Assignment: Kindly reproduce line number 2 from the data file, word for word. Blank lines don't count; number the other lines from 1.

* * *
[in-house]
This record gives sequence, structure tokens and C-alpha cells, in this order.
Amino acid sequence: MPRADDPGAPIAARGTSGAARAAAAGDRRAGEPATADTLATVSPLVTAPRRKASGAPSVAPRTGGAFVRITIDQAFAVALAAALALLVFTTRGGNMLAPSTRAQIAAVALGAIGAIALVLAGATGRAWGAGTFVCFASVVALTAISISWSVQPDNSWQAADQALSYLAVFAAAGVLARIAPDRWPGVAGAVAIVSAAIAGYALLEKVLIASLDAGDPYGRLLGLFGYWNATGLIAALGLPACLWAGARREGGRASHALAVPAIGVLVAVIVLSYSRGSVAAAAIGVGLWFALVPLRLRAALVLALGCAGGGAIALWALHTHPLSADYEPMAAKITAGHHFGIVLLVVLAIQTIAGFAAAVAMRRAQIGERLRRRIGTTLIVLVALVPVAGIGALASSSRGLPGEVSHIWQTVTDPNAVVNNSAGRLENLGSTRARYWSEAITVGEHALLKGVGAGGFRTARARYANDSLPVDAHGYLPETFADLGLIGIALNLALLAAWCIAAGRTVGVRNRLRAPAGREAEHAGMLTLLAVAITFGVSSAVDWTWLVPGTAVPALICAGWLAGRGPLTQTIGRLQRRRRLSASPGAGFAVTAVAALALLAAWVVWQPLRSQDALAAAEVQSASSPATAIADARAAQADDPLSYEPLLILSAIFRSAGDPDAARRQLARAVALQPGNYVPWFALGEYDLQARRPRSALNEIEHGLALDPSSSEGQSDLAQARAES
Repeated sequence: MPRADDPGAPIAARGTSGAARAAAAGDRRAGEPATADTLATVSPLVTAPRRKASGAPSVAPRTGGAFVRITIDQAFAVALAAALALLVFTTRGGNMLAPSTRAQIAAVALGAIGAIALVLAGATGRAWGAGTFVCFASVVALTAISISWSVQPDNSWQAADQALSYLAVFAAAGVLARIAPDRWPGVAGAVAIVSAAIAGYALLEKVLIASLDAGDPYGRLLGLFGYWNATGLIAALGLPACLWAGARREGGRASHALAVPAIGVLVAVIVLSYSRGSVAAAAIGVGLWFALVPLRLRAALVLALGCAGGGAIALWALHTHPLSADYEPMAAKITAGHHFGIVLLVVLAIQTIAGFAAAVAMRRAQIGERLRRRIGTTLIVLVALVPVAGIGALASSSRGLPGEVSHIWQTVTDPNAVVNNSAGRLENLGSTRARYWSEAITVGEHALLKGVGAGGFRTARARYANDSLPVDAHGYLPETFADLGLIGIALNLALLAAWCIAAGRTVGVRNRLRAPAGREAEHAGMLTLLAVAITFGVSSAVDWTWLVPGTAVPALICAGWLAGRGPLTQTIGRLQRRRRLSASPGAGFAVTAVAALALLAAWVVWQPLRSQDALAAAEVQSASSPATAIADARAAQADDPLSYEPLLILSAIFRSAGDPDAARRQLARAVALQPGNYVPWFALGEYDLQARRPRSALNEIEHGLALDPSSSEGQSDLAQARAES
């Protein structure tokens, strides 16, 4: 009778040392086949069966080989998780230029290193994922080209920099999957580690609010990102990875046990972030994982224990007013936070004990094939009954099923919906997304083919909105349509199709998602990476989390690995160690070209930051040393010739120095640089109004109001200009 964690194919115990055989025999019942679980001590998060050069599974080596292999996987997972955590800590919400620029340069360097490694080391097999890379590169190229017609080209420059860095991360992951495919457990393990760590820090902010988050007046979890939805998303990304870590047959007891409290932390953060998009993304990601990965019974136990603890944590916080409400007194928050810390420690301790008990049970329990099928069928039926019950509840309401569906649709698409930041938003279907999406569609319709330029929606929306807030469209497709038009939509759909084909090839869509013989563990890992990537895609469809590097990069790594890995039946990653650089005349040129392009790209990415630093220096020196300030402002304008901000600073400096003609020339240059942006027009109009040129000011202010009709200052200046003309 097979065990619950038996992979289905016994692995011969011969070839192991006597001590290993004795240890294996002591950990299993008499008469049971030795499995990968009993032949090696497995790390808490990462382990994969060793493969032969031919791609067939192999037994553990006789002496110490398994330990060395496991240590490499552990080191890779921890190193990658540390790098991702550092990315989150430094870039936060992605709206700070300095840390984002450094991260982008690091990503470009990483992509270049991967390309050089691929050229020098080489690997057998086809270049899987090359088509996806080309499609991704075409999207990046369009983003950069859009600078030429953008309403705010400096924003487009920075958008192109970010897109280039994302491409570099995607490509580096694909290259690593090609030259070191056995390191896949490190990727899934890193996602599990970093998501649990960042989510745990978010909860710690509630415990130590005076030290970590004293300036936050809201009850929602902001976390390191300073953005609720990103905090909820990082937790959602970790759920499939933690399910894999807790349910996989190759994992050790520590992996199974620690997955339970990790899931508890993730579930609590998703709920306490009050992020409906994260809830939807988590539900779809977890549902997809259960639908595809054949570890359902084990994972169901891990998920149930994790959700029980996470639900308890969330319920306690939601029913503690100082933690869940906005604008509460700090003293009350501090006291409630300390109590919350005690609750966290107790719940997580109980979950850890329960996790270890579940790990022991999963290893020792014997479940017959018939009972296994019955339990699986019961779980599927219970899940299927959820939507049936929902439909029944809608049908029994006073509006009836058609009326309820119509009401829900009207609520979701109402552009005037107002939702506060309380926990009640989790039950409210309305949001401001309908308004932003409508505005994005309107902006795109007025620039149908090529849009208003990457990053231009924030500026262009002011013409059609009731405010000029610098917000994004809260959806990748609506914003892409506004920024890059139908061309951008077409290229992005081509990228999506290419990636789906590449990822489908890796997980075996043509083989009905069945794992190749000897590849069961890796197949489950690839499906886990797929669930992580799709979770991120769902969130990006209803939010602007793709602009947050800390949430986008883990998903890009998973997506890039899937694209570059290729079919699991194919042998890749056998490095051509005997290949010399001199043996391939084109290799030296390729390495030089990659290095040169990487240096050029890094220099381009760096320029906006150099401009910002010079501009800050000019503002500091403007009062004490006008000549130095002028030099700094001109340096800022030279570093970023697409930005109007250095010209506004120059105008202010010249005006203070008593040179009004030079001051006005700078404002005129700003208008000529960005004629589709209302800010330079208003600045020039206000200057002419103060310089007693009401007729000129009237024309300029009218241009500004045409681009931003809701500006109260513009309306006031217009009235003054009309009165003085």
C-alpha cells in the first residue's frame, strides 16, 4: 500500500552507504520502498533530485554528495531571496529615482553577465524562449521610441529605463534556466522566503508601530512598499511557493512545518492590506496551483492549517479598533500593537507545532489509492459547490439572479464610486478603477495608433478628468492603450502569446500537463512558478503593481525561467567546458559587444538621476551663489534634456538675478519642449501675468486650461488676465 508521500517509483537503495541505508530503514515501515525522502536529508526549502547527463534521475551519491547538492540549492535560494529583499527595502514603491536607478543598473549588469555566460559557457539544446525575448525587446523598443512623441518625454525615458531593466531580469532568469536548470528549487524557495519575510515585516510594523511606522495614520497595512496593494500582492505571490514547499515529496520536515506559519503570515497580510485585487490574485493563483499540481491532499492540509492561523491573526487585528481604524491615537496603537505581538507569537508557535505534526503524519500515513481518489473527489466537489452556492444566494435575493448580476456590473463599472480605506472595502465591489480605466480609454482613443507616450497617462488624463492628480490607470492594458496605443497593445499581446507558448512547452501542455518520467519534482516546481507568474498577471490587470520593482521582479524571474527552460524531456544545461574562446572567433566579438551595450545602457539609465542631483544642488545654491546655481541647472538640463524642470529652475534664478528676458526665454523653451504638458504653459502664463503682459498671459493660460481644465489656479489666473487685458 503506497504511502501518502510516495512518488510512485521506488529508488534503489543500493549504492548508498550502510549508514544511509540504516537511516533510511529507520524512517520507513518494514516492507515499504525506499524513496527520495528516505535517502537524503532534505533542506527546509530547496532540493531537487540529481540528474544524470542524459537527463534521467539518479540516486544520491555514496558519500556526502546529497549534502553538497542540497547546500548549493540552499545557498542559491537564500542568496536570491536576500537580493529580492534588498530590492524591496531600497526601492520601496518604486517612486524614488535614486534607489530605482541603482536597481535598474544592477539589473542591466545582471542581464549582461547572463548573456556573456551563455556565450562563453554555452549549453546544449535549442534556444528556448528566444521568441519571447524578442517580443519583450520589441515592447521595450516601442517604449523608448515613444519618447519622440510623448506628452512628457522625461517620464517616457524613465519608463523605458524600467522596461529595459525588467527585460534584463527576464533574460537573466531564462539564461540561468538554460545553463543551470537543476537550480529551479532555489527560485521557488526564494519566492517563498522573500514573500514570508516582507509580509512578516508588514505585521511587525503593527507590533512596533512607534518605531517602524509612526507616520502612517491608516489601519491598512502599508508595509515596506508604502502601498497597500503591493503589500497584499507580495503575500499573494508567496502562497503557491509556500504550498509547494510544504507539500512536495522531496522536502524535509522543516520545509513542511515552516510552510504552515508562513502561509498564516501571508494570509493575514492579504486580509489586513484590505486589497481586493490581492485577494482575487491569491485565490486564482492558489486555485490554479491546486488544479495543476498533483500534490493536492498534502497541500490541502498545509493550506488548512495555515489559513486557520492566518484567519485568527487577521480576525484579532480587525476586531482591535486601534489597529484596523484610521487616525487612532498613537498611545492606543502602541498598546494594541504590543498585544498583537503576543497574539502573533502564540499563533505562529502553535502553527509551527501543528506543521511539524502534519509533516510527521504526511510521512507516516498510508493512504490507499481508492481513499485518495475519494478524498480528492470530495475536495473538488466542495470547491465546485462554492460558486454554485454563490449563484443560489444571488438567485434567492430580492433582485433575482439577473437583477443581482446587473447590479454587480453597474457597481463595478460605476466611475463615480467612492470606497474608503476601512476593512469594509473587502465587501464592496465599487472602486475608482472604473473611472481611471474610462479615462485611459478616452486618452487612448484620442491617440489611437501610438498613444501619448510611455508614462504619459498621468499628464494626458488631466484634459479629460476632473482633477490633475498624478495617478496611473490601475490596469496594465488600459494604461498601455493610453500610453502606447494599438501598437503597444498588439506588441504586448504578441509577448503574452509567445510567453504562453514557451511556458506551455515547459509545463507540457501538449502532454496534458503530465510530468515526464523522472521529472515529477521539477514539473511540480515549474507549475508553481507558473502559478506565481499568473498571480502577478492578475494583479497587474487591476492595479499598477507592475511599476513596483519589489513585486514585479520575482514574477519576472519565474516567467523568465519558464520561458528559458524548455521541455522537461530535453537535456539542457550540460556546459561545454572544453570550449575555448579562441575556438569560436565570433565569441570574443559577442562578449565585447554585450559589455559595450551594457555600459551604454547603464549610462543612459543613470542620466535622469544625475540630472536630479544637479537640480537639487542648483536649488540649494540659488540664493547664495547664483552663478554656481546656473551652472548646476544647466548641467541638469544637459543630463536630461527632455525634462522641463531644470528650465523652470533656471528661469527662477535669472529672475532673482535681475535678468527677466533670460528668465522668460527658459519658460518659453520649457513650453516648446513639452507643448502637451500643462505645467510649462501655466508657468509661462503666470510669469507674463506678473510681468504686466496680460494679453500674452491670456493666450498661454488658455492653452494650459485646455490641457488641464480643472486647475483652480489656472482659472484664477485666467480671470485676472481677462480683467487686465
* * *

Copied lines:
This record gives sequence, structure tokens and C-alpha cells, in this order.